Health A-Z

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What Is It?

Hypothyroidism means your thyroid gland cannot produce the normal amount of thyroid hormone. Your thyroid gland is under active. The thyroid gland is located in the lower, front of the neck.

Thyroid hormones regulate the body's energy. When levels of thyroid hormones are abnormally low, the body burns energy more slowly, and vital functions, such as heartbeat and temperature regulation, slow down. Causes of hypothyroidism include:

  • Thyroid surgery or radioiodine ablation treatments to treat thyroid cancer or hyperthyroidism (abnormally high levels of thyroid hormones)

  • An autoimmune disorder, in which the body's own immune system attacks the thyroid

  • An inborn (congenital) thyroid defect

Short-term hypothyroidism can be caused by certain types of thyroid inflammation or thyroid infections with a virus. In less than 5% of cases, hypothyroidism is caused by a problem with the hypothalamus or a pituitary gland rather than the thyroid gland. The hypothalamus is a brain structure that normally signals the pituitary gland to make thyroid stimulating hormone (TSH), which causes the thyroid to make thyroid hormones.

Some medical problems can affect either the hypothalamus or the pituitary gland, and interrupt the chain of signals from the brain to the thyroid. If this happens, the thyroid gland doesn't get the message to make thyroid hormones, even though it is able to function perfectly. This is called secondary hypothyroidism, which usually occurs when the pituitary gland is damaged by a tumor, infection, sarcoidosis, or cancer that has spread from somewhere else in the body. Less often, hypothyroidism is the result of an injury to the hypothalamus.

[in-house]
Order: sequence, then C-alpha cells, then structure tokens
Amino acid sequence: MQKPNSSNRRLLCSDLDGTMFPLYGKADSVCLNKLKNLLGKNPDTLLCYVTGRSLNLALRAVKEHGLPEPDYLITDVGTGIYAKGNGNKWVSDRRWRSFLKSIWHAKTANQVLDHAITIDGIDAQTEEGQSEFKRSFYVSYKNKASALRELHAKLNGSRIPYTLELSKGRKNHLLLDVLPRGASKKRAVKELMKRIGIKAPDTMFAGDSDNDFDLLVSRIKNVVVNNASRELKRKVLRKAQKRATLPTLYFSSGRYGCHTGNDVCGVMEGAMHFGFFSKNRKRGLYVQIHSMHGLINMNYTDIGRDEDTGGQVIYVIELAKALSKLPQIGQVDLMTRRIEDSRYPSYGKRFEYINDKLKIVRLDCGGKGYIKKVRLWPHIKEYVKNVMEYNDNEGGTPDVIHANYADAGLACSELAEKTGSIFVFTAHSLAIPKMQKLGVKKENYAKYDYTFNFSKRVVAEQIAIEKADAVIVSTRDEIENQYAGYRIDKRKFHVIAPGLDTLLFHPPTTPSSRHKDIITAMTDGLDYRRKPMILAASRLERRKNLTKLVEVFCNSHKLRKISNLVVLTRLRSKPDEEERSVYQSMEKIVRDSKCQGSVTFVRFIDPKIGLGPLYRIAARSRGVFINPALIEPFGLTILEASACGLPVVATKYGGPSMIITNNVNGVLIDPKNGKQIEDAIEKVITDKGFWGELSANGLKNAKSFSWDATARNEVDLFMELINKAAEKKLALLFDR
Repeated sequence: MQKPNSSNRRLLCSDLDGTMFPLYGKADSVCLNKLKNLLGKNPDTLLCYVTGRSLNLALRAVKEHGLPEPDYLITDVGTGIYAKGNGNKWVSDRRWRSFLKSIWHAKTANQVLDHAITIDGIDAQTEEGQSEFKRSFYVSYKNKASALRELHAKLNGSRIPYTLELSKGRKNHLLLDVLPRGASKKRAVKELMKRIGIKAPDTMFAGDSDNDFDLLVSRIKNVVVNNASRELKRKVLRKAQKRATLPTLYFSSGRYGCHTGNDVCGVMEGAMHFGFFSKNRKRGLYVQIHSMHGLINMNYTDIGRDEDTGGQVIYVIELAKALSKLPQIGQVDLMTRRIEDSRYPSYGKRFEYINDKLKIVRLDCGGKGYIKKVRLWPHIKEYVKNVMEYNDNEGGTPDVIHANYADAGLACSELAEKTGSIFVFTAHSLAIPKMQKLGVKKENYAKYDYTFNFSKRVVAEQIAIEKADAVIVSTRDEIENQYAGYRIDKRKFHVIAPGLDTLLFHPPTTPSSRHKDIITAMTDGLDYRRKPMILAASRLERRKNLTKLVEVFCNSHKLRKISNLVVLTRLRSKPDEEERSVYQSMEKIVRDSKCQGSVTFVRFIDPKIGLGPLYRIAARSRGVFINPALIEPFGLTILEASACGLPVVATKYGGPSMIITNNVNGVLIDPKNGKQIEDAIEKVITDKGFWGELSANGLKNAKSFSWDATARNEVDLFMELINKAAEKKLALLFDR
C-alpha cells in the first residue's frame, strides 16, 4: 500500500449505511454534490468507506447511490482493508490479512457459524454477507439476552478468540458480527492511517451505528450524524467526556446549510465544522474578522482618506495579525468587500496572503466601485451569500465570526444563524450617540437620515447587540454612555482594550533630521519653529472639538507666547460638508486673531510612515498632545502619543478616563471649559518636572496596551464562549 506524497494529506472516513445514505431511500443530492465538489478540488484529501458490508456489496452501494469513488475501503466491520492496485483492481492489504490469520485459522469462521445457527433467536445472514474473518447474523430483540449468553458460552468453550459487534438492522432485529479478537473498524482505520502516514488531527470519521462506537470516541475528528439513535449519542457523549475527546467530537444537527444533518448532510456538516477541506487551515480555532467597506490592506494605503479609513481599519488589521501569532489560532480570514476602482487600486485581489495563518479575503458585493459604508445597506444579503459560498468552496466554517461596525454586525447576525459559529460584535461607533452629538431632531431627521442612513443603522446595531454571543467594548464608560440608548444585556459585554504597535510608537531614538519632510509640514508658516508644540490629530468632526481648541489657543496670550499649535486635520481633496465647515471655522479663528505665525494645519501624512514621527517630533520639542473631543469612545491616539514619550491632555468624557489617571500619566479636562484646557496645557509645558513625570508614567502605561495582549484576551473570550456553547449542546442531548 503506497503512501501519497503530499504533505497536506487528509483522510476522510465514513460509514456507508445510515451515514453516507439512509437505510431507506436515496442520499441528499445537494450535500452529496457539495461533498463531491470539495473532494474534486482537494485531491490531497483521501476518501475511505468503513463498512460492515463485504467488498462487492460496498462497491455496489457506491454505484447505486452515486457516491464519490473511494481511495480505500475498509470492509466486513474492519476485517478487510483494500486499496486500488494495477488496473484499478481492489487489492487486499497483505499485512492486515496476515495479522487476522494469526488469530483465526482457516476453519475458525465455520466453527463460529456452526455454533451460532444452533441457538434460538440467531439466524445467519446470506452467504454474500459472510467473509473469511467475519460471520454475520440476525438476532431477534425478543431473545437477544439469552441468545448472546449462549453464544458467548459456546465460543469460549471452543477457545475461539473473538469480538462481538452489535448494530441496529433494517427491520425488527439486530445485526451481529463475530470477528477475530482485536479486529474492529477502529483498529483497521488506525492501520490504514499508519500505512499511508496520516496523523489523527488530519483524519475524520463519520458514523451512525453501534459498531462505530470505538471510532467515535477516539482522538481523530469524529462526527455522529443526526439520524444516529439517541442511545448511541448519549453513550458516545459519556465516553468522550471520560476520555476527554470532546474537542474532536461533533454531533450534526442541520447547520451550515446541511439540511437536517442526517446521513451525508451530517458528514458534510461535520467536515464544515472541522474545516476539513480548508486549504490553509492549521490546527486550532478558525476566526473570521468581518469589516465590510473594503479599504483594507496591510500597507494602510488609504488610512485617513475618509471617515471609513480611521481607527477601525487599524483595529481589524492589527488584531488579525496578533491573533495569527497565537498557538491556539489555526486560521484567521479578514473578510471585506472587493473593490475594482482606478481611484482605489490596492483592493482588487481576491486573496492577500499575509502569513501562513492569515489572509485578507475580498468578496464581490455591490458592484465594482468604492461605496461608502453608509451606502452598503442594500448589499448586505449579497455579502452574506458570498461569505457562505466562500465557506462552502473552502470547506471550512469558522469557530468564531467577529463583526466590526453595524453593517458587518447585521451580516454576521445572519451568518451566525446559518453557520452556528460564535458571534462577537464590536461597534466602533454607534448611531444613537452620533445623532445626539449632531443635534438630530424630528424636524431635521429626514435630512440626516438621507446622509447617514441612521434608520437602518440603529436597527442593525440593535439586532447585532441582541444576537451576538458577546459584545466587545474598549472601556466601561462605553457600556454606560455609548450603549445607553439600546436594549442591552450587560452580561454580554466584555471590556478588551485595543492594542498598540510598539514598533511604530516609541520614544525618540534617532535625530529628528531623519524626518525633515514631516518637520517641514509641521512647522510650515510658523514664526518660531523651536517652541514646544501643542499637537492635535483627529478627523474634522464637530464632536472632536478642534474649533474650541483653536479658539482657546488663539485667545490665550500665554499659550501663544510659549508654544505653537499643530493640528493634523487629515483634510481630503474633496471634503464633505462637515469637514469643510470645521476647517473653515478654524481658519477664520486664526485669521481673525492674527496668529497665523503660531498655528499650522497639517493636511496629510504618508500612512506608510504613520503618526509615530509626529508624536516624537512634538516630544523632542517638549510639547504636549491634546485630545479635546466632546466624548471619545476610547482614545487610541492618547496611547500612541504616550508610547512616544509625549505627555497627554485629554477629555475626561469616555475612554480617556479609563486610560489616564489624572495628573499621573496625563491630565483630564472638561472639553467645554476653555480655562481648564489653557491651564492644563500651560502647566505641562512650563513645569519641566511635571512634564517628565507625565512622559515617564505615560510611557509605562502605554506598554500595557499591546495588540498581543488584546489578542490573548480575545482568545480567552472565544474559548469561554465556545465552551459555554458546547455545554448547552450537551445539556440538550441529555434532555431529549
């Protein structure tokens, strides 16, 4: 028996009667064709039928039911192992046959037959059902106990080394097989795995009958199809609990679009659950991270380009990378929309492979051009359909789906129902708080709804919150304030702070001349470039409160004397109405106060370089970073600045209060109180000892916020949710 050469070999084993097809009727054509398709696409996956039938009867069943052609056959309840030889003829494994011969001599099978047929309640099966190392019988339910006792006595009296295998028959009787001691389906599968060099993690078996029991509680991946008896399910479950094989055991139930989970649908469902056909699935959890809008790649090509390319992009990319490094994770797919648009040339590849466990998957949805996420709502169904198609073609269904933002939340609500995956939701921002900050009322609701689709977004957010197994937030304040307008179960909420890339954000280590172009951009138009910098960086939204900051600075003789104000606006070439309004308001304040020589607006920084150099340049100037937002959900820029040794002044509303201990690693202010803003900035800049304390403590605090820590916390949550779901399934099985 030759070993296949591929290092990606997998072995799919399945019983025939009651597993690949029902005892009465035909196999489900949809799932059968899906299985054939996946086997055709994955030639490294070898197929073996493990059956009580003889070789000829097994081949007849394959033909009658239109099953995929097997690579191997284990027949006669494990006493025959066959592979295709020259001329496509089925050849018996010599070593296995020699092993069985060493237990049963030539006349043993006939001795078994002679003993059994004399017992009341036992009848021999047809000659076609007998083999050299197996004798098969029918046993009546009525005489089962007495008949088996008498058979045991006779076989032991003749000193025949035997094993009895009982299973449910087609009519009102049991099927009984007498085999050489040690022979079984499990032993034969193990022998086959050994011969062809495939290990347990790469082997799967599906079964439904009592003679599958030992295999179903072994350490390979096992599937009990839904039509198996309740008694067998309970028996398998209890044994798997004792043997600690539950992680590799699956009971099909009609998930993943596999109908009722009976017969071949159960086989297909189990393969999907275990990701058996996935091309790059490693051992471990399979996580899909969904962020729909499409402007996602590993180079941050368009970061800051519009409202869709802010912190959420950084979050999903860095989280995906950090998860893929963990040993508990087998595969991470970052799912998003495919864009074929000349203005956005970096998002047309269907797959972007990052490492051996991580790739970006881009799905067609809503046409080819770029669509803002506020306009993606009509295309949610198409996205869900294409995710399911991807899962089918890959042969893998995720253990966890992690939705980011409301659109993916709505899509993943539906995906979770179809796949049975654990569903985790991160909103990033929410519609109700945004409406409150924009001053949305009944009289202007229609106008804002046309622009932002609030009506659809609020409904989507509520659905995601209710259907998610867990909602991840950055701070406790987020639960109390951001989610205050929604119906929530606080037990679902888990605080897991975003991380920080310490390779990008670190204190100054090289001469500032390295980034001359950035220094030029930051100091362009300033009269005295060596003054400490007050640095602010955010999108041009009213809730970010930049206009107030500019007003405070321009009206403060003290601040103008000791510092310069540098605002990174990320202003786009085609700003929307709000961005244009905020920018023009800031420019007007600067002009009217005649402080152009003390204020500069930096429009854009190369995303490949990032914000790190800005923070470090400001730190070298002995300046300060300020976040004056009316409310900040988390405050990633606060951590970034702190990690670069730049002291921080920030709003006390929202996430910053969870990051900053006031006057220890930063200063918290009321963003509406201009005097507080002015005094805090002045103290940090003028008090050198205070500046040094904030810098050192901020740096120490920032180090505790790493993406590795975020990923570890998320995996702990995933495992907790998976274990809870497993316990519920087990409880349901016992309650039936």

Hypothyroidism is more common in women than men. Babies can be born with hypothyroidism.

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From Health A-Z, Harvard Health Publications. Copyright 2007 by the President and Fellows of Harvard College. All rights reserved. Written permission is required to reproduce, in any manner, in whole or in part, the material contained herein. To make a reprint request, contact Harvard Health Publications. Used with permission of StayWell.

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